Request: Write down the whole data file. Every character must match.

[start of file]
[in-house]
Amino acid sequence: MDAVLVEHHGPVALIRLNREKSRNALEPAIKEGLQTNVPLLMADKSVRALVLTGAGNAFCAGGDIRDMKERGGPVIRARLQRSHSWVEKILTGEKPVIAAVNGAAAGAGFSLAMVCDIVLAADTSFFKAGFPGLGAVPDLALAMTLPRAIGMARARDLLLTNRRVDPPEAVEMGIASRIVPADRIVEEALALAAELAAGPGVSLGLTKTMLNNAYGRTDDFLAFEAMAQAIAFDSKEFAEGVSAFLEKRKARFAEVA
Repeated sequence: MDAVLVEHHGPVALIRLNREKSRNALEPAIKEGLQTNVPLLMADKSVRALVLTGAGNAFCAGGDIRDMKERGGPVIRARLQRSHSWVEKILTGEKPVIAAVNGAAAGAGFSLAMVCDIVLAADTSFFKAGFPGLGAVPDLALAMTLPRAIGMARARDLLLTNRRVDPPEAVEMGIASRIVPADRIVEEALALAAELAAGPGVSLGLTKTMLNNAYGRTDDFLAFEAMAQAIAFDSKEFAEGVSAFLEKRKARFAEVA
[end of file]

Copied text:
[in-house]
Amino acid sequence: MDAVLVEHHGPVALIRLNREKSRNALEPAIKEGLQTNVPLLMADKSVRALVLTGAGNAFCAGGDIRDMKERGGPVIRARLQRSHSWVEKILTGEKPVIAAVNGAAAGAGFSLAMVCDIVLAADTSFFKAGFPGLGAVPDLALAMTLPRAIGMARARDLLLTNRRVDPPEAVEMGIASRIVPADRIVEEALALAAELAAGPGVSLGLTKTMLNNAYGRTDDFLAFEAMAQAIAFDSKEFAEGVSAFLEKRKARFAEVA
Repeated sequence: MDAVLVEHHGPVALIRLNREKSRNALEPAIKEGLQTNVPLLMADKSVRALVLTGAGNAFCAGGDIRDMKERGGPVIRARLQRSHSWVEKILTGEKPVIAAVNGAAAGAGFSLAMVCDIVLAADTSFFKAGFPGLGAVPDLALAMTLPRAIGMARARDLLLTNRRVDPPEAVEMGIASRIVPADRIVEEALALAAELAAGPGVSLGLTKTMLNNAYGRTDDFLAFEAMAQAIAFDSKEFAEGVSAFLEKRKARFAEVA